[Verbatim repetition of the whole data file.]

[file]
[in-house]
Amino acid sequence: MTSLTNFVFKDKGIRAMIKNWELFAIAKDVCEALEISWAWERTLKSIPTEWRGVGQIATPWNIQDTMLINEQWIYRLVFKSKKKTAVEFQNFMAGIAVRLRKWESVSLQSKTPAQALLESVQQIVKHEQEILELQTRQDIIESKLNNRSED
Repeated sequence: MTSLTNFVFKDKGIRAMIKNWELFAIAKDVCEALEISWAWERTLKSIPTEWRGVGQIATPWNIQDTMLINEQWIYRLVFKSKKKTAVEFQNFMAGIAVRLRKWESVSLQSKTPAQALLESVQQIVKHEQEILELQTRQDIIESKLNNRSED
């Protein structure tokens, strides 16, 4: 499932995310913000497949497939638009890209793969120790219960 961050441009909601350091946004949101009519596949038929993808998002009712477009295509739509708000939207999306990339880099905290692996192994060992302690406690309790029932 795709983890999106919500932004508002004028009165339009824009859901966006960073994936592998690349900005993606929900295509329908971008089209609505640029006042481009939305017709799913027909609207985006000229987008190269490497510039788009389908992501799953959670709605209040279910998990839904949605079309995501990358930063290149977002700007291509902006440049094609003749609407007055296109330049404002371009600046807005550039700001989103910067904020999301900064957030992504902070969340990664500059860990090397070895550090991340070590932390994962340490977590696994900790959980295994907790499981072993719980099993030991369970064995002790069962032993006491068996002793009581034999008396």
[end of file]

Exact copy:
[in-house]
Amino acid sequence: MTSLTNFVFKDKGIRAMIKNWELFAIAKDVCEALEISWAWERTLKSIPTEWRGVGQIATPWNIQDTMLINEQWIYRLVFKSKKKTAVEFQNFMAGIAVRLRKWESVSLQSKTPAQALLESVQQIVKHEQEILELQTRQDIIESKLNNRSED
Repeated sequence: MTSLTNFVFKDKGIRAMIKNWELFAIAKDVCEALEISWAWERTLKSIPTEWRGVGQIATPWNIQDTMLINEQWIYRLVFKSKKKTAVEFQNFMAGIAVRLRKWESVSLQSKTPAQALLESVQQIVKHEQEILELQTRQDIIESKLNNRSED
């Protein structure tokens, strides 16, 4: 499932995310913000497949497939638009890209793969120790219960 961050441009909601350091946004949101009519596949038929993808998002009712477009295509739509708000939207999306990339880099905290692996192994060992302690406690309790029932 795709983890999106919500932004508002004028009165339009824009859901966006960073994936592998690349900005993606929900295509329908971008089209609505640029006042481009939305017709799913027909609207985006000229987008190269490497510039788009389908992501799953959670709605209040279910998990839904949605079309995501990358930063290149977002700007291509902006440049094609003749609407007055296109330049404002371009600046807005550039700001989103910067904020999301900064957030992504902070969340990664500059860990090397070895550090991340070590932390994962340490977590696994900790959980295994907790499981072993719980099993030991369970064995002790069962032993006491068996002793009581034999008396």